Growing up is hard.
And as a twenty-three-year-old woman, I've come to realize that it's not difficult because of all the adulting. (Paying a mortgage and doing taxes isn't fun, but it's doable.)
Really, it's the identity stuff that gets me.
Four years ago, I got married, moved out of my childhood home, and started college all within the same summer. Practically overnight, I found myself with a new identity.
A new last name, a new city, and an overwhelming sense of being totally lost in the world.
Sometimes change, even when you can see it coming, can still hit hard and knock you off your feet a little bit.
It's as if all of a sudden, you are no longer who you once were.
Or at least, that's how I felt.
Up until that point, my first year of marriage was the best and loneliest year of my life.
The best because I married the most wonderful and caring man. My best friend.
The loneliest because I was a married 19-year-old with friends living far away and new faces who could never know the old me.
And I was still getting to know the new me.
I loved being married. Still do. However, I didn't really consider how leaving home and sharing my life with my husband meant the loss of the old ways. "Loss" might seem like a strong word. But for the first time in my life, I realized that things would actually never be the same. And while it wasn't a bad thing necessarily, it was something that I needed the time and space to process.
In fact, I've realized that change —even the good kind— can require a time of grieving.
It might seem over dramatic to grieve about the loss of that circle of friends who lived just down the street.
Or not seeing my siblings who lived just down the hall.
Or being a small town artist in a new city, too shy to convince anyone that I am more than my job as a receptionist.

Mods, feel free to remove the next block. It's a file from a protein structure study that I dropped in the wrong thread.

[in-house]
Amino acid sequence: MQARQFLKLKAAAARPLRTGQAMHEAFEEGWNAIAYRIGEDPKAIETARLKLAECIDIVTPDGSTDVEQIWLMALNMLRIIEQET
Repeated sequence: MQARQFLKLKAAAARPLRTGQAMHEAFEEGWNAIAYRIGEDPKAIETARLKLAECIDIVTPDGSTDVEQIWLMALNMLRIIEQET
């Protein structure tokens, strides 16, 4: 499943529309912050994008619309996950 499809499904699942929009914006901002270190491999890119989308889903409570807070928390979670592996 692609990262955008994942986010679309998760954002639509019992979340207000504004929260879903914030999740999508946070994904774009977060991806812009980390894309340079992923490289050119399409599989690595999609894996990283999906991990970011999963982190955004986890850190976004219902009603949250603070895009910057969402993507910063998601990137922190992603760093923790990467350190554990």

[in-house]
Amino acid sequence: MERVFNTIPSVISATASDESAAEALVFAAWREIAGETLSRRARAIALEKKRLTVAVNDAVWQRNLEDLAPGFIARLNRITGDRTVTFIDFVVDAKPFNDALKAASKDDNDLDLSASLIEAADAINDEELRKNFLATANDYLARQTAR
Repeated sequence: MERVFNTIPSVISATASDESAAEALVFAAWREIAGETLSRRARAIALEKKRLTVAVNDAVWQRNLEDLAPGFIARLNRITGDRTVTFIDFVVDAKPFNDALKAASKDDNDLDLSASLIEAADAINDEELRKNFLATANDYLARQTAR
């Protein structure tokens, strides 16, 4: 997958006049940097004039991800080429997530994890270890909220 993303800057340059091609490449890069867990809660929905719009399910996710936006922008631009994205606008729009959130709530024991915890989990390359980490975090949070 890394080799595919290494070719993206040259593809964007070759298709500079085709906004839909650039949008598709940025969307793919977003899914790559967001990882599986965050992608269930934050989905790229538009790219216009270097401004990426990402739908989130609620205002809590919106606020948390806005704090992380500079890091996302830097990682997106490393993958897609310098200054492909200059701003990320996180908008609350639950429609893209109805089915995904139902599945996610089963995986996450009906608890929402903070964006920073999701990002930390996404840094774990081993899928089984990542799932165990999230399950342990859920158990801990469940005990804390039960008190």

But those were things that my heart needed to grieve.
And if I don't take the time to hold that old identity in my hands and choose to let it go, I'll find myself stuck somewhere between the old and new ways.
I can't be both the middle child of seven, and also a wife to my husband equally.
I can't prioritize being a daughter over running my own household.
I can't build upon an old identity that was never meant to last anyway.
Transition has gotten a little easier over the years.
And it's definitely changed my perspective on how to deal with this particular grief.
I saw my husband grieve when we moved from Colorado to Kentucky to earn his master's degree; he had to to leave behind his best friends.
I see my friends move to different cities, and I listen to their struggles as they deal with their evolving friendships.
I feel the pressure to be a peacemaker for my old home, but then I am painfully reminded that I have my own family to care for first and foremost.
It's teaching me the importance of holding things loosely, letting the old and new ways flow freely into my hands as they come and go.
Maybe you can relate to these kinds of growing pains. If so, let me be the first to tell you that I totally feel you. It's okay to grieve the change. That might be exactly what your heart needs before you move forward.
I think it's just part of the process as we grow up and into a new identity —the one God intended all along.
And the process might look like a kind of mourning. Or maybe letting go.
Or looking in the mirror and realizing that change and growth can lead to very beautiful things, even when being in the middle of it feels disappointing or just plain awkward.
So if you've found yourself in the fog between the old and new, be encouraged by this fact:
You are not alone, and you don't have to navigate the change on your own.
You will make known to me the paths of life;
in Your presence is the fullness of joy;
in Your right hand there are pleasures forever.
No matter how old we get,
no matter how far across the state or country or world we move,
no matter who we marry or what career we choose,
we always have a Heavenly Father who knows us better than we know ourselves. He gets the big picture, and loves us through the grief and awkward moments of any and every identity crisis we encounter.
And all we have to do is ask Him to guide.
And listen for the next small step.
Over these few years of big changes and moving to new places, I've found that this sweet love of God is the one single constant I've had. With His right hand in mine, I'm reminded of who I really am. I've learned to embrace to goodness that comes with His presence during the changing times.
Found in my new family and role in marriage.
In the new cities and new friends I've come to love.
Growing up into the one identity that will never change: my place as a daughter and friend of Jesus.
And in His hand, we are invited to find pleasures ever more, through all the fog, grief, and awkward places in between.